The MRC RT01 trial has found that a higher dose of radiotherapy to treat patients with prostate cancer improves cancer control and reduces the need for salvage treatment compared with the results usually obtained with a standard dose of radiotherapy.
A higher dose of radiotherapy to treat patients with prostate cancer improves cancer control and reduces the need for salvage treatment compared with the results usually obtained with a standard dose of radiotherapy.
These are the findings of the MRC RT01 trial, run from the MRC Clinical Trials Unit, London. The trial tested whether new radiotherapy techniques could be used to safely administer higher doses of radiotherapy to the tumour and so better control the disease.
"The trial is important in emphasising the advantage of higher dose radiotherapy but also the need to continue to improve radiation techniques", said David Dearnaley, the Chief Investigator of the trial, from the Institute of Cancer Research and Royal Marsden Hospitals, Sutton, UK.
The trial recruited 843 men with localised prostate cancer between 1998 and 2001. They were randomly allocated to receive either the standard dose of radiotherapy (64 Gray over 32 fractions over 6.5 weeks) or an escalated dose of radiotherapy (74 Gray over 37 fractions over 7.5 weeks). David Dearnaley explained, "the dose increase was made possible by using a new more precise radiation treatment method called conformal radiotherapy".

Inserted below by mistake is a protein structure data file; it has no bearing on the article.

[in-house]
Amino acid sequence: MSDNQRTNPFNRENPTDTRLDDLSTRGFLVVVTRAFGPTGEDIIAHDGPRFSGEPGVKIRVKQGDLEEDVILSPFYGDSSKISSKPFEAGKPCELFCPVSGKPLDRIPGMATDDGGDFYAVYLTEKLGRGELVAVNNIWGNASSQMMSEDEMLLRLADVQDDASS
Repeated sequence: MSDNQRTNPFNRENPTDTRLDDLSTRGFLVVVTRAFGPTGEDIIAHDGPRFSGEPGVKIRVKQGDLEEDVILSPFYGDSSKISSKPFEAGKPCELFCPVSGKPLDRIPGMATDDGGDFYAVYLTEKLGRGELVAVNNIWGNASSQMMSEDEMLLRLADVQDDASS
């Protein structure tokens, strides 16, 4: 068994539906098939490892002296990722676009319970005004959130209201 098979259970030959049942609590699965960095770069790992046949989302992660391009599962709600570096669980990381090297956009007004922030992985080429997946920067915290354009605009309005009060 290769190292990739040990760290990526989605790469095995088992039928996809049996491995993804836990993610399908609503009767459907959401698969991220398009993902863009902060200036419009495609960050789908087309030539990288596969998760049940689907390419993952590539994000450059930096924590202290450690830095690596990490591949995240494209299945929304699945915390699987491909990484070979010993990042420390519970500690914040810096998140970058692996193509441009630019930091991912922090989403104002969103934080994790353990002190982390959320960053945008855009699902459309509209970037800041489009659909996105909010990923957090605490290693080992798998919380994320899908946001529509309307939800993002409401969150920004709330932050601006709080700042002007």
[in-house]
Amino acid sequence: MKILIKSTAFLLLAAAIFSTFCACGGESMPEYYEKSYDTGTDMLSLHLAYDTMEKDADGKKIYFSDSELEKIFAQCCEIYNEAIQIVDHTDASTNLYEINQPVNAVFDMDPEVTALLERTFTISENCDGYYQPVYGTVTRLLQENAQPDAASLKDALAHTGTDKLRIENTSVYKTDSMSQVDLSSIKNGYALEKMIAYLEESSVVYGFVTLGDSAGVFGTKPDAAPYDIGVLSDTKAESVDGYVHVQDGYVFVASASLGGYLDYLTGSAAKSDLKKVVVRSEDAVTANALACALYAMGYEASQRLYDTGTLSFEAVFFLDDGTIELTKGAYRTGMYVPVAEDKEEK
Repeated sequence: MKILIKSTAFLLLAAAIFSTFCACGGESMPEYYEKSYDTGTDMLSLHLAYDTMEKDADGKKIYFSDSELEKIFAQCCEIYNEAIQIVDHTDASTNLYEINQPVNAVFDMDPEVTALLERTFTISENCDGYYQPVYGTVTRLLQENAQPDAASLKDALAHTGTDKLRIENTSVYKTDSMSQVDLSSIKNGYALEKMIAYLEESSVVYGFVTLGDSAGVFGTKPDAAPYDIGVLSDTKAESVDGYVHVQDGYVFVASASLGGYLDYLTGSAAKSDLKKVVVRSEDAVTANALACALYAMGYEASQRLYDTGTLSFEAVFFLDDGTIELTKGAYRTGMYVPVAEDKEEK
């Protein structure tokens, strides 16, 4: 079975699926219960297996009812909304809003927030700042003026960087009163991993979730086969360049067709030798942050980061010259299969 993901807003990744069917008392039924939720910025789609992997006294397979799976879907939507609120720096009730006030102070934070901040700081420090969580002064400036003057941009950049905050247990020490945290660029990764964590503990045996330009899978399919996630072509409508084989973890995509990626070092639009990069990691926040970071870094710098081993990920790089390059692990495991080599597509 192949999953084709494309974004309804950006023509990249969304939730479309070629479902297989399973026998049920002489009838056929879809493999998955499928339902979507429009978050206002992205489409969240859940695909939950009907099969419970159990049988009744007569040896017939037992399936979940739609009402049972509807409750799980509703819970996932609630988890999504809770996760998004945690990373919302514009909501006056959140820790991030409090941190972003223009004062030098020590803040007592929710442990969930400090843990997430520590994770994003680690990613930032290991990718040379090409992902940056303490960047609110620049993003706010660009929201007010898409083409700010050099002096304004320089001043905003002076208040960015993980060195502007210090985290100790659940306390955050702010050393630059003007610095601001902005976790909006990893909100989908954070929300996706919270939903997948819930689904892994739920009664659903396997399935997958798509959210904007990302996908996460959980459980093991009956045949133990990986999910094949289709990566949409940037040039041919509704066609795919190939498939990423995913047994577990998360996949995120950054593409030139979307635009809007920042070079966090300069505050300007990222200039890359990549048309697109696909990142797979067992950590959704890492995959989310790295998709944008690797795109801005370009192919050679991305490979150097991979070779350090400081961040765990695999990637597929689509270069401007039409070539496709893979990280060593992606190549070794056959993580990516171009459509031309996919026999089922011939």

The researchers found that the high dose of radiotherapy helped prevent the recurrence of prostate cancer (rising PSA) and reduced the need for additional hormone treatment (androgen suppression treatment). However, the higher radiation dose did increase the risk of side-effects to the bowel.
Follow-up of patients for long-term outcomes such as metastases will continue.
The results of MRC RT01 were published online in The Lancet Oncology on Friday 4 May 2007 at www.thelancet.com/eop (DOI:10.1016/S1470-2045(07)70143-2) and the print version will follow in June 2007.
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